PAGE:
How much do you know about civil asset forfeiture? It's state-sponsored theft. Police can legally steal your money and property. You need to know your rights. Civil asset forfeiture ("civil forfeiture" for short), allows law enforcement agencies to seize and keep property suspected of involvement in criminal activity. This “policing for profit” is happening all across America and, unfortunately, Oklahoma’s civil forfeiture laws and practices make it among the worst abusers in the nation.
“If the government becomes a lawbreaker, it breeds contempt for law; it invites every man to become a law unto himself; it invites anarchy.”
- Justice Louis D. Brandeis, 1928
What is Civil Asset Forfeiture?
Civil forfeiture allows law enforcement and prosecutors’ offices to seize private property—often without ever charging the owners with a crime, much less convicting them of one— then they keep or sell what they’ve taken and use the profits to fund their budgets.
In 2012, Police Chief Ken Burton from Columbia, Missouri, said, "There's some limitations on it [use of forfeiture funds]... actually there's not really. We just usually base it on something that would be nice to have but we can't get it in the budget. It's like pennies from heaven." Watch the full video here.
Civil asset forfeiture is one of the worst exploitation of property rights in our nation today.
What is Criminal Forfeiture?
Criminal forfeiture is when the government takes one’s property following a criminal conviction. Criminal forfeiture cases are against the person whose property the government is attempting to take. This means that the person accused is afforded all of the rights afforded under the U.S. Constitution, including the right to have an attorney provided if they cannot afford one. At the same time, the government must prove beyond a reasonable doubt that the person whose property they are trying to take is guilty of the underlying offense.
What Are the Differences Between Civil Forfeiture & Criminal Forfeiture?
Civil forfeiture cases are "in rem" proceedings. This means that they are technically brought against the property itself rather than its owner. Yes-- in civil forfeiture, your possessions are technically on trial. Civil forfeiture cases proceed under the legal fiction that cash, cars or homes can be “guilty.”
Civil Forfeiture Cases
This leads to bizarre case names as State of Oklahoma vs. 1984 Ford Van. This legal fiction means that police and prosecutors can take and sell your cash, cars, homes or other property without having to convict you or even charge you with any wrongdoing.
Criminal Forfeiture Cases
Consequently, unlike criminal forfeiture, with civil forfeiture a property owner does not have to be found guilty of a crime—or even charged with one—to permanently lose their property. In the United States, you are supposed to be innocent until proven guilty, but civil forfeiture turns that principle upside down. With civil forfeiture, your property is guilty until you prove it innocent. Civil forfeiture cases are technically civil actions, so property owners receive few, if any, of the protections that criminal defendants enjoy.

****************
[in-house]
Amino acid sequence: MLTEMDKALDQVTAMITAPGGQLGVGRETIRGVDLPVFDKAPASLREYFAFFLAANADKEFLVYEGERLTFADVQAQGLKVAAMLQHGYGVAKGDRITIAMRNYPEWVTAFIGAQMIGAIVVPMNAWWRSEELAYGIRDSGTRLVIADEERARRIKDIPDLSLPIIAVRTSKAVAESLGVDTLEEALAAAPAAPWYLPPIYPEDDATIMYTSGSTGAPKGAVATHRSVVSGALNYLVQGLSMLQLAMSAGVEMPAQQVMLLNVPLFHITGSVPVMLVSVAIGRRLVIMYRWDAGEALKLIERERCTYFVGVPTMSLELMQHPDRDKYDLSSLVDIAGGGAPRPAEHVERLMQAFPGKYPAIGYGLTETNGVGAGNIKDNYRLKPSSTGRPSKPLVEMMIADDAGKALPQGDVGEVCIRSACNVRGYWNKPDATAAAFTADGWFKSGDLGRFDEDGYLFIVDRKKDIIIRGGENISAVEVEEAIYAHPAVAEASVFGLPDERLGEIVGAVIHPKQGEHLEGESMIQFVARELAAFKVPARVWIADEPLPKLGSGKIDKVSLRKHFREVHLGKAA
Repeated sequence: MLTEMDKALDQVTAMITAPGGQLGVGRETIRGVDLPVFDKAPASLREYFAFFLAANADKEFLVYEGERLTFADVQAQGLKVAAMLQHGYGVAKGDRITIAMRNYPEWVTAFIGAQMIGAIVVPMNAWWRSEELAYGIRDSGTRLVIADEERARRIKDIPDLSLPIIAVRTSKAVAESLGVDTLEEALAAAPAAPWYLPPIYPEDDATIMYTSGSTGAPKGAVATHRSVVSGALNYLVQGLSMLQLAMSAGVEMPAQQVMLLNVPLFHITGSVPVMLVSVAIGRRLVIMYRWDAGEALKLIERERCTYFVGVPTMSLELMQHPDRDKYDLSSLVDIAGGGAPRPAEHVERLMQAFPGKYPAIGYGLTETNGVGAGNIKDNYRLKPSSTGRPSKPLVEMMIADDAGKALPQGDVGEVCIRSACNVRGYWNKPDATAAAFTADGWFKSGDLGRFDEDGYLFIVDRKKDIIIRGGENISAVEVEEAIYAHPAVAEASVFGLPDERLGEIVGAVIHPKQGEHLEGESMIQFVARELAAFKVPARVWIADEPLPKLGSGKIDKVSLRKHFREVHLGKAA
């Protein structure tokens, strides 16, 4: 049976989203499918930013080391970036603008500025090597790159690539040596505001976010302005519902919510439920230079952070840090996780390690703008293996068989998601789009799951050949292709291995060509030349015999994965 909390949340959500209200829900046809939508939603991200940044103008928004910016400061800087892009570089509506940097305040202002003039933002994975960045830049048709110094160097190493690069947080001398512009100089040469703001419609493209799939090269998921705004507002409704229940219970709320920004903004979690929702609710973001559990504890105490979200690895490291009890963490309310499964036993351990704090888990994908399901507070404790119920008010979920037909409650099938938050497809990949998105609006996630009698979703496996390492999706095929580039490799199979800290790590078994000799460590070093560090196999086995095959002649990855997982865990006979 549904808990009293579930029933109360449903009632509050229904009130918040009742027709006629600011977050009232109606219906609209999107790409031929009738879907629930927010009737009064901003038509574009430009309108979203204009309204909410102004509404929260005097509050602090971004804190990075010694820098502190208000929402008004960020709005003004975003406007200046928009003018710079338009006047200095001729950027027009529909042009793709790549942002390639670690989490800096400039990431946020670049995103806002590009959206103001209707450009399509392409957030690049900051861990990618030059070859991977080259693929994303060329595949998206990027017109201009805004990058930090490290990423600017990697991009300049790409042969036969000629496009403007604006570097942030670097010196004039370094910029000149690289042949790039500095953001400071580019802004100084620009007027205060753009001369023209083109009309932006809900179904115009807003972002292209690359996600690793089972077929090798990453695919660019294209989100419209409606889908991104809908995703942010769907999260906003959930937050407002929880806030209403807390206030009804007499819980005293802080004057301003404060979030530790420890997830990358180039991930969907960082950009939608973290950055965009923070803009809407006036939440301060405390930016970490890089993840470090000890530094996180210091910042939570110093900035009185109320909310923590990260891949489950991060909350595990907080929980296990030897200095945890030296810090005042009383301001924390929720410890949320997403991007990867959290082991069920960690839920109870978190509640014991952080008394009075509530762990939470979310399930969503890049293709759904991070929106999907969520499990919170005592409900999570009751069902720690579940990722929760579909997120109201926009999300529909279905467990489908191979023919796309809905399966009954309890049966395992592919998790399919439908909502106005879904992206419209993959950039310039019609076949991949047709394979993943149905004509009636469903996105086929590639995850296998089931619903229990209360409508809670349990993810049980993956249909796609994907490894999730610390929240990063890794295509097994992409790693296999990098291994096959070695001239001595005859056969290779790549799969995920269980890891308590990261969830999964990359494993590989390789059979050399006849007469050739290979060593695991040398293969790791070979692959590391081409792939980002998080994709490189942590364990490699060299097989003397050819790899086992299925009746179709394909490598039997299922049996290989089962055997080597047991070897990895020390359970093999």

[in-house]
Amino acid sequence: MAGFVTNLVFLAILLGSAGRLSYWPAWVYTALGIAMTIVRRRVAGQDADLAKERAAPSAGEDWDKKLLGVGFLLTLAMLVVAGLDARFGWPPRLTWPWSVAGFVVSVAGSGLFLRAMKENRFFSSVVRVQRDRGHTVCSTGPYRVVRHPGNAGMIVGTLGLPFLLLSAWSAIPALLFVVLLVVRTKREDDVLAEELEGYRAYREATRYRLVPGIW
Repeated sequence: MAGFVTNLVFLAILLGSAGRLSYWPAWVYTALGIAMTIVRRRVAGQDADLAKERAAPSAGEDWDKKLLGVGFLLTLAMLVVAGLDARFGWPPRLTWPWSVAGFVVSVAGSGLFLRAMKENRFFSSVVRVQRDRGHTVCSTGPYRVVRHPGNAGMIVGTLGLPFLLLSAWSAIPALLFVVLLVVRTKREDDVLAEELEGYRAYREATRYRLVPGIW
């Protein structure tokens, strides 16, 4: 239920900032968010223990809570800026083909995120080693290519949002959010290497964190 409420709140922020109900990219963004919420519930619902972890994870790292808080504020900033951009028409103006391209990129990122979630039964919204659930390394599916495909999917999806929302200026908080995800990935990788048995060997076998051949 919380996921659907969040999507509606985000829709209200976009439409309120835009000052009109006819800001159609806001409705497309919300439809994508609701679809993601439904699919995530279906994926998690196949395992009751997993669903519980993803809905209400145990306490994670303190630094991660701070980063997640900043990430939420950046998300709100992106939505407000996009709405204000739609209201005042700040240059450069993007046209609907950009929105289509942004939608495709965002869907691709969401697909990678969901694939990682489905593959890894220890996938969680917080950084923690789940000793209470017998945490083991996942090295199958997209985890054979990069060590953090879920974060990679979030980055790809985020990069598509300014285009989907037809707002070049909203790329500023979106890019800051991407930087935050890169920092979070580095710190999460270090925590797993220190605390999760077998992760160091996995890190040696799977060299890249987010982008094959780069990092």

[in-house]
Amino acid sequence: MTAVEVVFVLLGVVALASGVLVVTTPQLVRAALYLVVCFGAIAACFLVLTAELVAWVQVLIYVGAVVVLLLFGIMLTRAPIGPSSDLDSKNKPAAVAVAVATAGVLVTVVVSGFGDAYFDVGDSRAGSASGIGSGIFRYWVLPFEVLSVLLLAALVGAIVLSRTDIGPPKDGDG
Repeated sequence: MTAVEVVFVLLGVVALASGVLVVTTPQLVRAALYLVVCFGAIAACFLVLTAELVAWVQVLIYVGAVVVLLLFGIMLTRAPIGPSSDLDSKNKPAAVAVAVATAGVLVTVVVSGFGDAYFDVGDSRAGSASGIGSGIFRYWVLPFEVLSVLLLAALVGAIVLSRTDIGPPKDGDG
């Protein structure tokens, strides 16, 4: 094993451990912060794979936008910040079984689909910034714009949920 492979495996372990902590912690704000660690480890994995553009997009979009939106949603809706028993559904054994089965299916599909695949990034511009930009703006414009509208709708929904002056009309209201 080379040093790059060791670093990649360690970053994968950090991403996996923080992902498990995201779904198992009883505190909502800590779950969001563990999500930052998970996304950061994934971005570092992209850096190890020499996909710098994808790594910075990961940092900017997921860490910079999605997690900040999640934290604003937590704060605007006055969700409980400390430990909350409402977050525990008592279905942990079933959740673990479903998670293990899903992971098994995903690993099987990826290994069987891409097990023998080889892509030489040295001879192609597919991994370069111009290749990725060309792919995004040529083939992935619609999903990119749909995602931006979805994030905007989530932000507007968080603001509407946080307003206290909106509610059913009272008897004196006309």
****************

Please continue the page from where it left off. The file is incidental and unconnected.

Forfeiture Laws in Oklahoma
To forfeit property in civil proceedings in Oklahoma, the government only has to show that property is related to a crime and subject to forfeiture by a preponderance of the evidence (i.e., more likely than not). In all civil forfeitures in Oklahoma, owners are presumed guilty and must contest forfeiture by proving they did not know property was being used illegally. Fighting back means having to pay for a lawyer - which is often not in the budget - or go it alone. By stacking the legal deck against property owners and incentivizing forfeiture, civil forfeiture policies encourage policing for profit rather than the pursuit of the evenhanded administration of justice.
There is no doubt civil forfeiture statutes grant law enforcement significant financial incentives to seize property. In Oklahoma, when law enforcement agencies take and sell your property, they are authorized to keep 100 percent of the proceeds for their own use. This direct financial incentive to police for profit causes law enforcement to seize and forfeit as much property as possible. Furthermore, law enforcement agencies in Oklahoma are only compelled to maintain an inventory of seized/forfeited property, providing insufficient transparency to citizens and politicians alike.
What Can Be Done to End Policing for Profit?
First, it should be required that people are convicted before law enforcement is allowed to take their property. Of course, genuine criminals could still be prosecuted and forfeit their ill-gotten gains—but the rights of innocent property owners would be protected. Second, law enforcement and prosecutors should not be paid on commission. To end this corruption-inducing profit incentive, forfeiture revenue should be placed in a neutral fund, such as the State’s general fund. Lastly, all forfeiture should be tracked and openly reported so law enforcement is held publicly accountable.
It’s time to end this State-sanctioned theft, known as civil asset forfeiture. No one should lose their property without being convicted of a crime, and law enforcement should not be incentivized to profit by stealing property from often innocent property owners.
Want to Learn More About Civil Forfeiture?
Check out this video, "Civil Forfeiture: Last Week Tonight with John Oliver (HBO)".